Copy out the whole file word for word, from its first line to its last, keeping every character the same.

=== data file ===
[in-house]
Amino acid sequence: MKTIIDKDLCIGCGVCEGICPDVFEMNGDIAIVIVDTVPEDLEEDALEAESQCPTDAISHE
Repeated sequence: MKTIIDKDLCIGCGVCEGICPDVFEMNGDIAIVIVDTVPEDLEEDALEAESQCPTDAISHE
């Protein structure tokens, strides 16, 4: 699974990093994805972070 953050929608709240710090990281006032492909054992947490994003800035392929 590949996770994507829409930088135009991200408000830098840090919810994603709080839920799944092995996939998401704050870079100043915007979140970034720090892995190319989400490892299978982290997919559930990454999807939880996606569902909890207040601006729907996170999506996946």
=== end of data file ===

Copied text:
[in-house]
Amino acid sequence: MKTIIDKDLCIGCGVCEGICPDVFEMNGDIAIVIVDTVPEDLEEDALEAESQCPTDAISHE
Repeated sequence: MKTIIDKDLCIGCGVCEGICPDVFEMNGDIAIVIVDTVPEDLEEDALEAESQCPTDAISHE
């Protein structure tokens, strides 16, 4: 699974990093994805972070 953050929608709240710090990281006032492909054992947490994003800035392929 590949996770994507829409930088135009991200408000830098840090919810994603709080839920799944092995996939998401704050870079100043915007979140970034720090892995190319989400490892299978982290997919559930990454999807939880996606569902909890207040601006729907996170999506996946």